Xiu Mai or Vietnamese meatballs are seen in Chinese and Khmer Krom cusine with some variation which is as much by the cook as by the style of cusine. Some versions have a crunch element added with the addition of Water Chestnuts whereas other versions are completely smooth allowing a very soft and spreadable product suitable for use as a soft terrine as a sandwhich filling. Some are enhanced with a final braise in a tomato based sauce another and others in a caramel sauce. Northern Vietnam variations will often add a BBQ cooking period to the process to add in that wonderful BBQ flavour.

All recipes have an addition of sugar  or caramel and the ubiquitous fish sauce and black pepper. Garlic and shallots or onions are a common ingredient.

 Ingredients:
  • Fish sauce (Nuoc Mam) 2 Tbsp
  • 1 kg minced pork
  • 6 cloves garlic
  • 4 red shallots.
  • 4 green onions
  • 1 tsp freshly ground black pepper.
  • Caramel Sauce (Nuoc mau: pre-prepared for convenience)

Method:
  1. Prepare your caramel sauce and put this aside.
  2. Squash and dice the garlic.
  3. Dice the shallots and finely slice the green onions to the end of the core (somewhere where it begins to turn green)
  4. In a bowl mix the ground meat, shallots, green onions, garlic, pepper and fish sauce. Mix until fairly uniformly blended.
  5. Roll dollops of the mixture into 4 cm balls and place aside.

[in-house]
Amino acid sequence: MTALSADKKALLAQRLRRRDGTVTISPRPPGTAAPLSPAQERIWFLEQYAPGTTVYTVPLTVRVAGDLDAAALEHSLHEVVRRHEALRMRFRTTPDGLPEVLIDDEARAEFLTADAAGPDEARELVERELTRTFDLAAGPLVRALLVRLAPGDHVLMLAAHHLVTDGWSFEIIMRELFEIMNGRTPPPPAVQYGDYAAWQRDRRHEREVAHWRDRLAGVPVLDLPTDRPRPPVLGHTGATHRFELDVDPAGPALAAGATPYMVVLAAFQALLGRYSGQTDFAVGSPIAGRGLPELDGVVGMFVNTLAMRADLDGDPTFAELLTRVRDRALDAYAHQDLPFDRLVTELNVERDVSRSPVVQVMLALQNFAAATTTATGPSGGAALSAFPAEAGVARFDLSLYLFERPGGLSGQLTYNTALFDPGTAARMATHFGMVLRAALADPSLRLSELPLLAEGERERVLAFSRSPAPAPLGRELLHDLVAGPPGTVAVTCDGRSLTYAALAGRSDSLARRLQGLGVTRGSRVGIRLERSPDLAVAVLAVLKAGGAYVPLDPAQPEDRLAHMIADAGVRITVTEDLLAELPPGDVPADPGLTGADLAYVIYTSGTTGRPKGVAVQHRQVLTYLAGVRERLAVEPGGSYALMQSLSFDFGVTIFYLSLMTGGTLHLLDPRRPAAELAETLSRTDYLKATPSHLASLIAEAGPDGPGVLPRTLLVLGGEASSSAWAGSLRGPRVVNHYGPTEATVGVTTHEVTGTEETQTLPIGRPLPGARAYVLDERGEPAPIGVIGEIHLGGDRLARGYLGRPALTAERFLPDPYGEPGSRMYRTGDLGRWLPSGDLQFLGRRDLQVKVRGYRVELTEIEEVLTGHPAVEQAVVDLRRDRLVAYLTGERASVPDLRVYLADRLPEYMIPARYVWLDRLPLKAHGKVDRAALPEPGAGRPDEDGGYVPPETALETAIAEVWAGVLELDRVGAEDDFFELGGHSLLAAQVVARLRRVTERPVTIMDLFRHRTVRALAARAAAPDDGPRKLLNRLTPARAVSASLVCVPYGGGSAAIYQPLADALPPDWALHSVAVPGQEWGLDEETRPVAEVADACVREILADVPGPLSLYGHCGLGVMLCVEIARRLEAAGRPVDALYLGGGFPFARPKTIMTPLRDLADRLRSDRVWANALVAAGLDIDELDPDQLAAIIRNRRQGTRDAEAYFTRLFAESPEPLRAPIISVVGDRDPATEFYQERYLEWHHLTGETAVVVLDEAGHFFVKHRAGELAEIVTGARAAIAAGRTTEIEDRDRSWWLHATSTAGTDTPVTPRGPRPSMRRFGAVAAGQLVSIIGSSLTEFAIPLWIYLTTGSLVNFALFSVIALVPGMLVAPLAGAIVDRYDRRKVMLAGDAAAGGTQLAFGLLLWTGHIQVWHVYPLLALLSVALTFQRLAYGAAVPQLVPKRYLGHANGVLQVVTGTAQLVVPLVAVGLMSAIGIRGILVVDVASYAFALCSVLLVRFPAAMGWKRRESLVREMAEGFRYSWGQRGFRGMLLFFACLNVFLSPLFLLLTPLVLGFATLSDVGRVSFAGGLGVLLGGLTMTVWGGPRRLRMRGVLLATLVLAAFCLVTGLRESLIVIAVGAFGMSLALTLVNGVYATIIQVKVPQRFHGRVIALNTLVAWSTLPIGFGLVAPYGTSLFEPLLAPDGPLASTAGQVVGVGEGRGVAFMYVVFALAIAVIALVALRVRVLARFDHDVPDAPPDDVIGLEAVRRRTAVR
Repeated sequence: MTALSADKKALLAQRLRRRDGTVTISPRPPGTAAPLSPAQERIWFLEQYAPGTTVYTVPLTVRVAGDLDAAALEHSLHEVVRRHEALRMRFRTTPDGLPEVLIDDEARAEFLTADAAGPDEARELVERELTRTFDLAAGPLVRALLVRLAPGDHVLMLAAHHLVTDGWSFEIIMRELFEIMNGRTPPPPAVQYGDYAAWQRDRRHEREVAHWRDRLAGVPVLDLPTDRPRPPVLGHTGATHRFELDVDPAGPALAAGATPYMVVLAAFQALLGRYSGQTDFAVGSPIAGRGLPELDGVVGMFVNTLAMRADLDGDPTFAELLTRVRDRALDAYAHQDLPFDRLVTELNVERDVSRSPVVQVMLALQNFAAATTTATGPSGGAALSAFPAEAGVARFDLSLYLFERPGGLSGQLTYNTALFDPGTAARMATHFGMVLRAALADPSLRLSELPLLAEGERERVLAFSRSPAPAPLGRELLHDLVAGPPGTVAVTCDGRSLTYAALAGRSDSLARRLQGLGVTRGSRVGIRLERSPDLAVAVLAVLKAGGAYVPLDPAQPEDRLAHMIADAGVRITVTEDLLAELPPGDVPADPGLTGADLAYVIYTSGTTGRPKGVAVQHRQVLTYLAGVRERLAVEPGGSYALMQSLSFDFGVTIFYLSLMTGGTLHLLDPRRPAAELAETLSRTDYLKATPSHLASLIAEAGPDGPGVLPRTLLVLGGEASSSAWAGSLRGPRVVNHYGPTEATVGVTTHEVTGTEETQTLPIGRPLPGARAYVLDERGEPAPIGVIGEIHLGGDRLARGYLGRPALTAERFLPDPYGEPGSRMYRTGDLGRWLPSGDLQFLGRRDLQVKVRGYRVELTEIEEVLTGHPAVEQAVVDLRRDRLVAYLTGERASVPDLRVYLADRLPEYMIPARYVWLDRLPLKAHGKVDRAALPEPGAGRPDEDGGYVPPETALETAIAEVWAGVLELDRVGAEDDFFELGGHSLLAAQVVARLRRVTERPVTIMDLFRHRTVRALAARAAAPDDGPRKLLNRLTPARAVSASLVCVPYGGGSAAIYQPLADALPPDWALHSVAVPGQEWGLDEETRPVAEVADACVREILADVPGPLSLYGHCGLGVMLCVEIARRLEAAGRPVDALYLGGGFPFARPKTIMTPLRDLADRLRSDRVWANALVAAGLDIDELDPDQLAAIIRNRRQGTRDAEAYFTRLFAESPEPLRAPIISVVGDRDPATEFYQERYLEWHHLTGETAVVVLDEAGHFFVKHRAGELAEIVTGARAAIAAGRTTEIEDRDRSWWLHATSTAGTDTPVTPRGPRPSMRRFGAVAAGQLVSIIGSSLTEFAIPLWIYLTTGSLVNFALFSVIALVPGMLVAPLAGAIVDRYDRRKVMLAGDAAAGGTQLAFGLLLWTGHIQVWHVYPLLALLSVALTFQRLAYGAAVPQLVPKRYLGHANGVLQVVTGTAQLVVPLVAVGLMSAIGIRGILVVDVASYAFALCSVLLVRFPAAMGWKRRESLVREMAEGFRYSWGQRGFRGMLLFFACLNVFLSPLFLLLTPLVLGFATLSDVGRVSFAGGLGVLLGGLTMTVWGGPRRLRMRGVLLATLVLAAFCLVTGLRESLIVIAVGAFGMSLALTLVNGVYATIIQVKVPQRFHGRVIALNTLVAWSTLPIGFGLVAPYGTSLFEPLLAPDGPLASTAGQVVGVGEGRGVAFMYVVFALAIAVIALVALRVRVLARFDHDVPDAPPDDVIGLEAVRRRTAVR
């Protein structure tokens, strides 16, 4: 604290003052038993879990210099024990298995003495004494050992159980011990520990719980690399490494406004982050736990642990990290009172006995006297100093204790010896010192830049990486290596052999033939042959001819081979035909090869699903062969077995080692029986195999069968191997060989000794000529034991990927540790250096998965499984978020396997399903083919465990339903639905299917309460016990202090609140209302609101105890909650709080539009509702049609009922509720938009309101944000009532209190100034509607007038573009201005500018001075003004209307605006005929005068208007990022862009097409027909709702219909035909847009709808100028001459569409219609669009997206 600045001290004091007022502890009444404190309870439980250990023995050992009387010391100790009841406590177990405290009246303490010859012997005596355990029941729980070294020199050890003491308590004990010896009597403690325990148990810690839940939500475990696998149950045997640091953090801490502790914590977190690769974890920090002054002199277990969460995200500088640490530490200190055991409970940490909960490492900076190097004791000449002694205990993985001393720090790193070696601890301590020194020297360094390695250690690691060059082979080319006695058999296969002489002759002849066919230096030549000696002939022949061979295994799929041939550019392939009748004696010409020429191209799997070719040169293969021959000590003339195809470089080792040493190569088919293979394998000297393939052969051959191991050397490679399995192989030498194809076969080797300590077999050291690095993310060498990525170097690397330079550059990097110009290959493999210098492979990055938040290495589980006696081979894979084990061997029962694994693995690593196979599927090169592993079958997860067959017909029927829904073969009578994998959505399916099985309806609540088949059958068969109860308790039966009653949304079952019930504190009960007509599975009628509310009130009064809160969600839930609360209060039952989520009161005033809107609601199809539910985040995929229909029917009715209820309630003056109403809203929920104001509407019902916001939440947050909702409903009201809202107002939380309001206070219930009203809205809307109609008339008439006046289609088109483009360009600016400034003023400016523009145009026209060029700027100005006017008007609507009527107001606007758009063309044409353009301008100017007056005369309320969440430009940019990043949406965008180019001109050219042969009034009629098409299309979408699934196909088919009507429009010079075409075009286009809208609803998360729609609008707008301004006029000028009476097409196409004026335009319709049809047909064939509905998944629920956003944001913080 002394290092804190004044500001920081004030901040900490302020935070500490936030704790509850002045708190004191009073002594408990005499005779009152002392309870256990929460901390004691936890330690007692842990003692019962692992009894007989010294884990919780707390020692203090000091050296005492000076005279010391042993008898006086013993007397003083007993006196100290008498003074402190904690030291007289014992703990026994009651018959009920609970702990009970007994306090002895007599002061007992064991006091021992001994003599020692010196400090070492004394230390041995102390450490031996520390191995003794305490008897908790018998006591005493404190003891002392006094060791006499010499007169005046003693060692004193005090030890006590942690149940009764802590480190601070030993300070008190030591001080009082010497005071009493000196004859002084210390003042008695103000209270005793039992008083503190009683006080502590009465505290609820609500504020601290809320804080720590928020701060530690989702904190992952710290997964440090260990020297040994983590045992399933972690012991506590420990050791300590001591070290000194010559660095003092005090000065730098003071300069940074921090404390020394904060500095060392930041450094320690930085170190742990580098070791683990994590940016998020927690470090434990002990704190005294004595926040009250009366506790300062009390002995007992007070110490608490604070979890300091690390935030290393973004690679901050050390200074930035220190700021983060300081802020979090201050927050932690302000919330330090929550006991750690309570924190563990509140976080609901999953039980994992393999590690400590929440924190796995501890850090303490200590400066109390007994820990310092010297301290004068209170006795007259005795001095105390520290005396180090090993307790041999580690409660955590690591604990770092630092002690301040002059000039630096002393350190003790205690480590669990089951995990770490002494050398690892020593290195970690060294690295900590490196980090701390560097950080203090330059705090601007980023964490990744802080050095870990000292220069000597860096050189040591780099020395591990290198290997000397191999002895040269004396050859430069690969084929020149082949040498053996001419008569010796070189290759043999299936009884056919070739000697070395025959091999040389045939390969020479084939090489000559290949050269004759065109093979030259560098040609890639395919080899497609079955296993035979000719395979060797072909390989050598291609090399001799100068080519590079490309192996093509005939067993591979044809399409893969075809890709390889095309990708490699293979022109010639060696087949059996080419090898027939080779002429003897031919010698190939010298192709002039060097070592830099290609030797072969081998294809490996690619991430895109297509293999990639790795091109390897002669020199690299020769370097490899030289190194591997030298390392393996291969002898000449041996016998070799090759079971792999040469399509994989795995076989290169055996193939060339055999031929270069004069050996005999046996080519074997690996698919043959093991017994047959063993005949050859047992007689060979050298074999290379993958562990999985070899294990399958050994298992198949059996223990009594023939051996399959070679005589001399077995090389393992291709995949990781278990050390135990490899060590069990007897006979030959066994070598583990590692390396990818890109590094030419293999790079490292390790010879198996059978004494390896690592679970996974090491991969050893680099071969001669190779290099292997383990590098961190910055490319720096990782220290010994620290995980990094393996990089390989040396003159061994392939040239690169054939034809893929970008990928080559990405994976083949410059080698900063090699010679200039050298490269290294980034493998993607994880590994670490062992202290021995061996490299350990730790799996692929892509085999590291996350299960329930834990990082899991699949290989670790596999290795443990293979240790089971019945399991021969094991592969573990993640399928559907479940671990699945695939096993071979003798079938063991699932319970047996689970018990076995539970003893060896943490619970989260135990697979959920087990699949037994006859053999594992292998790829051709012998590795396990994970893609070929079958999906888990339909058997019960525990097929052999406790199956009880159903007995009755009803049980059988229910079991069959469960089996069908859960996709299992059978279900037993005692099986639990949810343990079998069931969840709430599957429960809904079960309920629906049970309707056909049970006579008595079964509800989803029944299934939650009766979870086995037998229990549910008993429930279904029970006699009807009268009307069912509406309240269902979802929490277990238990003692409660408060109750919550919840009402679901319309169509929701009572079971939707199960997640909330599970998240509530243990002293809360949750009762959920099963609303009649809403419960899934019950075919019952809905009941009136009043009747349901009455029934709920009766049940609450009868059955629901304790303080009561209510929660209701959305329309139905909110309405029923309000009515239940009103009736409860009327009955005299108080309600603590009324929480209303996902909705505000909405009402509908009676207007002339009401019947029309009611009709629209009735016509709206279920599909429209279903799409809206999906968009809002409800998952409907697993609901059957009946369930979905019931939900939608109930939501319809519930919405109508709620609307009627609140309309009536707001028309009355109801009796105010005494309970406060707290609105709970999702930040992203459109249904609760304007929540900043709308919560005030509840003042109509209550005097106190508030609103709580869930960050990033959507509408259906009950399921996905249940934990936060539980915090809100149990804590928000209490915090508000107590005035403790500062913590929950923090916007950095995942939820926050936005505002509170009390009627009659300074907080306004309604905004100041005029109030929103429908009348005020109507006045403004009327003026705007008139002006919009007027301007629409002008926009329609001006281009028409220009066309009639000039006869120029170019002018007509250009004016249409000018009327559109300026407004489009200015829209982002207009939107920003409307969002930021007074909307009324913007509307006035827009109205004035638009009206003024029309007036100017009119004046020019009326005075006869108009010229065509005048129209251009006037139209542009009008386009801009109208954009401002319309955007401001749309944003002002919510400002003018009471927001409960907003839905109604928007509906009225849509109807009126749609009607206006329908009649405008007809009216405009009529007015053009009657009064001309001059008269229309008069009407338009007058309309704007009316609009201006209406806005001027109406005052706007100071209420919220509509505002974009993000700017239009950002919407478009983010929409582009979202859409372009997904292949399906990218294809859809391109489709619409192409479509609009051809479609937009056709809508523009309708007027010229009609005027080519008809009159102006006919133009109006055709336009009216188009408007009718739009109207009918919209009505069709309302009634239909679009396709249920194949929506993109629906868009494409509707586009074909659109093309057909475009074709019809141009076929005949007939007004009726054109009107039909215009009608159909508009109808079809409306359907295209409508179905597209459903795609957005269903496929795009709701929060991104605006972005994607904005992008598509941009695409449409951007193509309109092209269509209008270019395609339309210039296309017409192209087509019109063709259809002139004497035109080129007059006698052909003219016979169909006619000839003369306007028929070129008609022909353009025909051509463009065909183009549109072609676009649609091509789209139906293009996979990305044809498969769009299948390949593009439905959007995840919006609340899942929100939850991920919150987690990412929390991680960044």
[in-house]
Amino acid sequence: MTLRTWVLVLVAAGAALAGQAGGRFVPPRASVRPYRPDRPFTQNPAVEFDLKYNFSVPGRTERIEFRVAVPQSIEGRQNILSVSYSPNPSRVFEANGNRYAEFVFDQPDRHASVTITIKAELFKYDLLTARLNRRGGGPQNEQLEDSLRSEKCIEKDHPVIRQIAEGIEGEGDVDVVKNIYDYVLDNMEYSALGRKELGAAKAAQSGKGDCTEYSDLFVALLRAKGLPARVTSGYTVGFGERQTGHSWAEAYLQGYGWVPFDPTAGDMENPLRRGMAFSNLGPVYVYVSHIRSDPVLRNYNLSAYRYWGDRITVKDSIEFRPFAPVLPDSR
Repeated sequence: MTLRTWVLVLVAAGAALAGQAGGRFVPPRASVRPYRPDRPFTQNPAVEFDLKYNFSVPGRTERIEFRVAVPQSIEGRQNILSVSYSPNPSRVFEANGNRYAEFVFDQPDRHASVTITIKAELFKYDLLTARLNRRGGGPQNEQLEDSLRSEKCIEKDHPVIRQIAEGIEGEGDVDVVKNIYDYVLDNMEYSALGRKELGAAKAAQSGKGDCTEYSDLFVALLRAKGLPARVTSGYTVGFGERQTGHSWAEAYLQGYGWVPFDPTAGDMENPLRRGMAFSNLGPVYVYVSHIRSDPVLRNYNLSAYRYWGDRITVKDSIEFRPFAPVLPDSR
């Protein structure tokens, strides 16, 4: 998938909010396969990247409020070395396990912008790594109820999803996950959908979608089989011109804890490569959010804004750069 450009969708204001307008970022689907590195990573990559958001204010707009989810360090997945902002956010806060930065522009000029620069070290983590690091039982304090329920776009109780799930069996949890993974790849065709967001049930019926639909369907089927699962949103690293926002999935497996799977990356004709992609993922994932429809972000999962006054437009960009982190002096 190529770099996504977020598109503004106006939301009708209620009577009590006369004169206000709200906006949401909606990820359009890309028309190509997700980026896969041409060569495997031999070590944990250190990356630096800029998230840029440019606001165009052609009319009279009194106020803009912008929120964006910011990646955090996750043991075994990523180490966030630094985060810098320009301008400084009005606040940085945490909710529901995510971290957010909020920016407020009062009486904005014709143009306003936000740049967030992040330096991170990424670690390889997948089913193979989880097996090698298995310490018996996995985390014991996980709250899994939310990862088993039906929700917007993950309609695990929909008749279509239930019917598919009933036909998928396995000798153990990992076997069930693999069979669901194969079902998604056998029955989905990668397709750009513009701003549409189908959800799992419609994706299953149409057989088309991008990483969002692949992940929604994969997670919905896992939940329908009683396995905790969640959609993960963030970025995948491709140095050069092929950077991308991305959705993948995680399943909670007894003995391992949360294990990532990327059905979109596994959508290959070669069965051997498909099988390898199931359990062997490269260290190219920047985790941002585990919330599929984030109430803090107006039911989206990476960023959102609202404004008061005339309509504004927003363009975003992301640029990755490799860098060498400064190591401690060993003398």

6. Grease or oil a pan and heat this to a moderate temperature suitable for frying the meatballs.
  7. Place the meatballs in the pan and fry these carefully to retain their shape and to firm up. Final cooking will follow so complete cooking is not important. I mentioned the optinal additional BBQ cooking step and this may be added here. The par-cooked meatballs can be placed in a spring-form BBQ holder without squashing the meatballs and searing the balls carefully over a smokey charcoal BBQ. Then continue on.
  8. Remove the meatballs when adequately cooked and place them into a saucepan and add a quarter to half a cup of caramel sauce plus a half cup of water.
  9. Heat over a low flame and allow to reduce for about an hour. Watch the liquid level and add small amounts of water if it threatens to dry. Ideally you want about a quarter cup of the sauces at the end of the process. The sauce can be further seasoned with salt if desired but the addition of salt if preferred to the final served product by the diner is a reasonable option.
  10. The meatballs can be cooled and refrigerated if required or frozen in batches with a little of the sauce.
  11. The final consistency is somewhere between the spreadability of a pate and the firmness of a terrine, but easily spread as part of the filling composite of a Banh Mi Xiu Mai sandwhich.